Tom Dixon, one of Britain’s leading designers, is making his mark on Greenwich Peninsula. Edwina Langley discovers how he’s ensuring British heritage plays a role in one of London’s most forward-thinking developments…
Anyone interested in time travel should visit Greenwich Peninsula on a Monday afternoon. Minus the crowds, the sheer feat of architecture and design packs a powerful and futuristic punch. It’s not just the size of the O2 Arena which, with its protruding crane-like antennae, still manages to look like it’s under construction; nor is it just the clash of shapes – the straight, solid lines of the stainless steel Peninsula Spire, and the canopied curves of the Gateway Pavilion.
Nor is it just the fact that this must be the only place in London where the sky is busier than the ground: choppers and planes buzz overhead while the Emirates Air Line glides over the river. It is a combination of all these things that creates a sense of having unwittingly arrived in the future, yet your feet are firmly planted in historic Greenwich.
Perhaps this is why Tom Dixon, a British designer celebrated for his love of British heritage, has been brought in to oversee aspects of the Peninsula’s rejuvenation – to inject a sense of tradition into this very forward-thinking project, branded ‘one of the most exciting regeneration projects in Europe’ by Boris Johnson, Mayor of London.
Dixon’s involvement in the £5bn Greenwich Peninsula development, led by Knight Dragon, includes designs for some of the residential areas and London’s first new park for 100 years, plus Craft London – a cafe, restaurant, bar and food shop, set up in collaboration with Stevie Parle (whose Dock Kitchen in Ladbroke Grove, Dixon also designed).
Sitting comfortably across from NOW Gallery inside the Gateway Pavilion, Craft London’s cafe (the part open thus far) does indeed combine the past with the future. Inside, the warming pizza oven, primary colour-glazed bricks, sacks of flour and potted plants draped from the ceiling, are reminiscent of eras past. Against the metal mini metropolis outside, they add a reassuring, aged and agricultural element.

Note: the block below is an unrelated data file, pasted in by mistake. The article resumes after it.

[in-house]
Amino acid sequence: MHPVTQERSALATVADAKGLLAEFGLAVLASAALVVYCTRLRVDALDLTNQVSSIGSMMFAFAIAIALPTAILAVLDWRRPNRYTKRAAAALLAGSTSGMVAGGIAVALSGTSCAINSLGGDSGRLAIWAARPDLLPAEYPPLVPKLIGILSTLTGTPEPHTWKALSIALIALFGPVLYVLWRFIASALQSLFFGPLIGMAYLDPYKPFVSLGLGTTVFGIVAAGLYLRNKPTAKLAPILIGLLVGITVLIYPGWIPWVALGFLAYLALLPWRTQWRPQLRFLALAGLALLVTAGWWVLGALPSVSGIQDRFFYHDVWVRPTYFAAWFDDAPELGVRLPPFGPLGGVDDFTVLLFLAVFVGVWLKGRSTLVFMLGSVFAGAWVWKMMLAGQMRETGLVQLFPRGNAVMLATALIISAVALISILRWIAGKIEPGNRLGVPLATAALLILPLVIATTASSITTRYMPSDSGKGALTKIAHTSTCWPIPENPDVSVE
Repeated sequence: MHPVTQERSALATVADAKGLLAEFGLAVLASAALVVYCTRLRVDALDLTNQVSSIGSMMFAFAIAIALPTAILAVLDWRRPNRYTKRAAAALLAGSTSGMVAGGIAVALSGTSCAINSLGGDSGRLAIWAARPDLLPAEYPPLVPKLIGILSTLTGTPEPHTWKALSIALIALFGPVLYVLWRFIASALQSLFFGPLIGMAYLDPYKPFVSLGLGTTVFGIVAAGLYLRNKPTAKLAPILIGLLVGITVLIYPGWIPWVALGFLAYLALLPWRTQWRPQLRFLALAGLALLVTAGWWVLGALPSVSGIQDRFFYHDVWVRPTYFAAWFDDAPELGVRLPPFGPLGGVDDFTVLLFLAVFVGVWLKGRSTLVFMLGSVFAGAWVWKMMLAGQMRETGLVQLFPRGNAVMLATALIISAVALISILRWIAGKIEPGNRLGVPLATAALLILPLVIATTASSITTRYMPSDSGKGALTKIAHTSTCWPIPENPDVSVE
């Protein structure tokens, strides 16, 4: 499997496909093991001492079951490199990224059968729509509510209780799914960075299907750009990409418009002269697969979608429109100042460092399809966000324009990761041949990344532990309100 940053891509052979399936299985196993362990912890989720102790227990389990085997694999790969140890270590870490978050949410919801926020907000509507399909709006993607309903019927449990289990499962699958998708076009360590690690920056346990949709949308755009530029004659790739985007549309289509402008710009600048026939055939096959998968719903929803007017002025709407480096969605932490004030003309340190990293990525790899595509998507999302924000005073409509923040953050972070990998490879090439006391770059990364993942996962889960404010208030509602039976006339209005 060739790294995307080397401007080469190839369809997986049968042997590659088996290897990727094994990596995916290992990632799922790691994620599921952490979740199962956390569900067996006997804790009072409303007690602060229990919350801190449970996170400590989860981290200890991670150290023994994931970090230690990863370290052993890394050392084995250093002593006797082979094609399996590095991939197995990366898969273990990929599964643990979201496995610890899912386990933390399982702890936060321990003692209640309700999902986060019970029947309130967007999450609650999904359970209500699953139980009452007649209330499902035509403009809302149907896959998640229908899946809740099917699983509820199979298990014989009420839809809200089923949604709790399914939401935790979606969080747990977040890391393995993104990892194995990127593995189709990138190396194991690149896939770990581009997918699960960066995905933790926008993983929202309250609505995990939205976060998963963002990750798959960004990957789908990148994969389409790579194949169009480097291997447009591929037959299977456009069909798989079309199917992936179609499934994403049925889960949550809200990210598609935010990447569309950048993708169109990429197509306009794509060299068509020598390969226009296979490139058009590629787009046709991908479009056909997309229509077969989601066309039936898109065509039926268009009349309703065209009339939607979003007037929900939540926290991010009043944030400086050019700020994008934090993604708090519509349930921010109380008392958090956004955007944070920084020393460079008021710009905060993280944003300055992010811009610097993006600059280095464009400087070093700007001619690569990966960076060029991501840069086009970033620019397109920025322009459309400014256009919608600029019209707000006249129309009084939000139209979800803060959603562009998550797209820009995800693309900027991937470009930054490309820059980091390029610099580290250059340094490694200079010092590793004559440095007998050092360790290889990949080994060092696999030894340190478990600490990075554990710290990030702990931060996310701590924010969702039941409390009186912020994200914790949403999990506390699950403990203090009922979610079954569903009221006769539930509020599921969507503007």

‘I wanted to bring back a sense of geography,’ Dixon said of the project last autumn. ‘The Peninsula has a long and chequered history. I was trying to bring back the past with the fruiting trees [of the park]; an echo of the days when the Peninsula was a market garden.’
The Peninsula has a long and chequered history. I was trying to bring back the past
Born in Sfax, Tunisia, in 1959, Tom Dixon spent his early childhood in North Africa, before moving to England with his family. Following a stint in Huddersfield – ‘on the edge of the moors with an outside toilet and no running water’ – his parents moved to west London, and Dixon has remained there ever since. ‘I spent a lot of time in the V&A Museum and the Science Museum as a child,’ he said, ‘so I still feel soaked in that history. I am interested in things that are aesthetically inspired by Britishness.’
Dixon attended the famous Holland Park Comprehensive, thriving in life drawing classes and pottery; he once claimed his only qualification was an A grade in pottery A-level. A six-month stint in Chelsea School of Art followed, but Dixon admits to having loathed it. ‘Art was too conceptual for me,’ he has said, ‘I liked making things.’